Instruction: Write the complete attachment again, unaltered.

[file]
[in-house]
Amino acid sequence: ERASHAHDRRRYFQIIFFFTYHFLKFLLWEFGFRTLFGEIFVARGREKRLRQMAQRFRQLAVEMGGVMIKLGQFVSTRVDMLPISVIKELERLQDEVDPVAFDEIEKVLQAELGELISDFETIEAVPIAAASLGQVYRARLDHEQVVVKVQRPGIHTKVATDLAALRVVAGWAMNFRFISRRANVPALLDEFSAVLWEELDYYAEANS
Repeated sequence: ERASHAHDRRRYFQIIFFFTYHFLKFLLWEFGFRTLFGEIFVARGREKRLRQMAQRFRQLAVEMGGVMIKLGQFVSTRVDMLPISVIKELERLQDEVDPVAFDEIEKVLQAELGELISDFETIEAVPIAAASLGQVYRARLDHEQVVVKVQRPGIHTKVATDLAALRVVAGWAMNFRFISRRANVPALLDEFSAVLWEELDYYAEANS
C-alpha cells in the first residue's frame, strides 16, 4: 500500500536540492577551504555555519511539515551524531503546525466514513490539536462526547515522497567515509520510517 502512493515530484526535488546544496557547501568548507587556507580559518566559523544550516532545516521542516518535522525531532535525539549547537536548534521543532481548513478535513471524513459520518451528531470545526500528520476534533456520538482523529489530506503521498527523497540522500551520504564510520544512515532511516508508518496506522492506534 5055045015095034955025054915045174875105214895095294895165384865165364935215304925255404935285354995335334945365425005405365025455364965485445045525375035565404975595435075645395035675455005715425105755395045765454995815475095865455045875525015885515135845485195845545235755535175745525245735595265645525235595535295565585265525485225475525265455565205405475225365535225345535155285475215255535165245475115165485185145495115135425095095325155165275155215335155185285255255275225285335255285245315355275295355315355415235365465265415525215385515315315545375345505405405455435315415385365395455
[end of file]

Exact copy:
[in-house]
Amino acid sequence: ERASHAHDRRRYFQIIFFFTYHFLKFLLWEFGFRTLFGEIFVARGREKRLRQMAQRFRQLAVEMGGVMIKLGQFVSTRVDMLPISVIKELERLQDEVDPVAFDEIEKVLQAELGELISDFETIEAVPIAAASLGQVYRARLDHEQVVVKVQRPGIHTKVATDLAALRVVAGWAMNFRFISRRANVPALLDEFSAVLWEELDYYAEANS
Repeated sequence: ERASHAHDRRRYFQIIFFFTYHFLKFLLWEFGFRTLFGEIFVARGREKRLRQMAQRFRQLAVEMGGVMIKLGQFVSTRVDMLPISVIKELERLQDEVDPVAFDEIEKVLQAELGELISDFETIEAVPIAAASLGQVYRARLDHEQVVVKVQRPGIHTKVATDLAALRVVAGWAMNFRFISRRANVPALLDEFSAVLWEELDYYAEANS
C-alpha cells in the first residue's frame, strides 16, 4: 500500500536540492577551504555555519511539515551524531503546525466514513490539536462526547515522497567515509520510517 502512493515530484526535488546544496557547501568548507587556507580559518566559523544550516532545516521542516518535522525531532535525539549547537536548534521543532481548513478535513471524513459520518451528531470545526500528520476534533456520538482523529489530506503521498527523497540522500551520504564510520544512515532511516508508518496506522492506534 5055045015095034955025054915045174875105214895095294895165384865165364935215304925255404935285354995335334945365425005405365025455364965485445045525375035565404975595435075645395035675455005715425105755395045765454995815475095865455045875525015885515135845485195845545235755535175745525245735595265645525235595535295565585265525485225475525265455565205405475225365535225345535155285475215255535165245475115165485185145495115135425095095325155165275155215335155185285255255275225285335255285245315355275295355315355415235365465265415525215385515315315545375345505405405455435315415385365395455